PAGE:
Inflammatory breast cancer (IBC) is a rare, aggressive breast cancer diagnosed clinically by the presence of diffuse erythema, peau d’orange, and edema that arise quickly in the affected breast. This study evaluated the validity of medical records in Gharbiah, Egypt in identifying clinical signs/symptoms of IBC. For 34 IBC cases enrolled in a case–control study at the Gharbiah Cancer Society and Tanta Cancer Center, Egypt (2009–2010), we compared signs/symptoms of IBC noted in medical records to those recorded on a standardized form at the time of IBC diagnosis by clinicians participating in the case–control study. We calculated the sensitivity and specificity of medical records as compared to the case–control study for recording these signs/symptoms. We also performed McNemar’s tests.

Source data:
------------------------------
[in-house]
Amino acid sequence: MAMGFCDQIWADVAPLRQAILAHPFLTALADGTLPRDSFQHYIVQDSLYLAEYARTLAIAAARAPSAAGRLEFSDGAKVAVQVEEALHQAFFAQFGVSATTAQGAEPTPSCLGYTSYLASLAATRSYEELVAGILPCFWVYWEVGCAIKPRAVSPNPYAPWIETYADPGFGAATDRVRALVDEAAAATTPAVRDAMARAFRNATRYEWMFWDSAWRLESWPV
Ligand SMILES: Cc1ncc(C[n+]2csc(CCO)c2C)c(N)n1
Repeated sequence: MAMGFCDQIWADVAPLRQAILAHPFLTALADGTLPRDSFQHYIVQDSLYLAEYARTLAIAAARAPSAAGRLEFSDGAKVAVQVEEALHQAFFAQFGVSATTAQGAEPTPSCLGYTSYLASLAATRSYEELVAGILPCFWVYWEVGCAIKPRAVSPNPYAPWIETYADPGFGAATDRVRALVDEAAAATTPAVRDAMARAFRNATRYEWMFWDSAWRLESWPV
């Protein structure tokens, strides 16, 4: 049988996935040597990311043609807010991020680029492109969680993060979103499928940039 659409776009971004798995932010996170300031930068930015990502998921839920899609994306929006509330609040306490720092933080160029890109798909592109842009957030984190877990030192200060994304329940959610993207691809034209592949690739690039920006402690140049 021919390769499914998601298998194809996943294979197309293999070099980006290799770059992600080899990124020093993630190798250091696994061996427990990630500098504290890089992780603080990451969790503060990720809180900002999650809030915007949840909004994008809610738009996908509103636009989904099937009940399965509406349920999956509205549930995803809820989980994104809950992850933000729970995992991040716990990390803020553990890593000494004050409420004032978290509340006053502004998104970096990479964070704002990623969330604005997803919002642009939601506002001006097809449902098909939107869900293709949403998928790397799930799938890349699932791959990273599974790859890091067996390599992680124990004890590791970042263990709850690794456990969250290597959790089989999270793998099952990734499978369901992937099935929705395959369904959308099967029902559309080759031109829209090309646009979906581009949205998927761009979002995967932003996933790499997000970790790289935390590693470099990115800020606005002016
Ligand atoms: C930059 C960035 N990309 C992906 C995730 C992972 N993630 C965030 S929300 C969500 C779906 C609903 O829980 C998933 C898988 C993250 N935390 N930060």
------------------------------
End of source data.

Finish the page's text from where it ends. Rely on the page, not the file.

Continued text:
In the case–control study, 32 (94.1%) IBC cases presented with peau d’orange, 30 (88.2%) with erythema, and 31 (91.2%) with edema. The sensitivities of the medical records as compared to the case–control study were 0.8, 0.5, and 0.2 for peau d’orange, erythema, and edema, respectively. Corresponding specificities were 1.0, 0.5, and 1.0. p values for McNemar’s test were <0.05 for all signs. Medical records had data on the extent and duration of signs for at most 27% of cases for which this information was recorded in the case–control study. Twenty-three of the 34 cases (67.6%) had confirmed diagnosis of IBC in their medical records.
Medical records lacked information on signs/symptoms of IBC, especially erythema and edema, when compared to the case–control study. Deficient medical records could have implications for diagnosis and treatment of IBC and proper documentation of cases in cancer registries.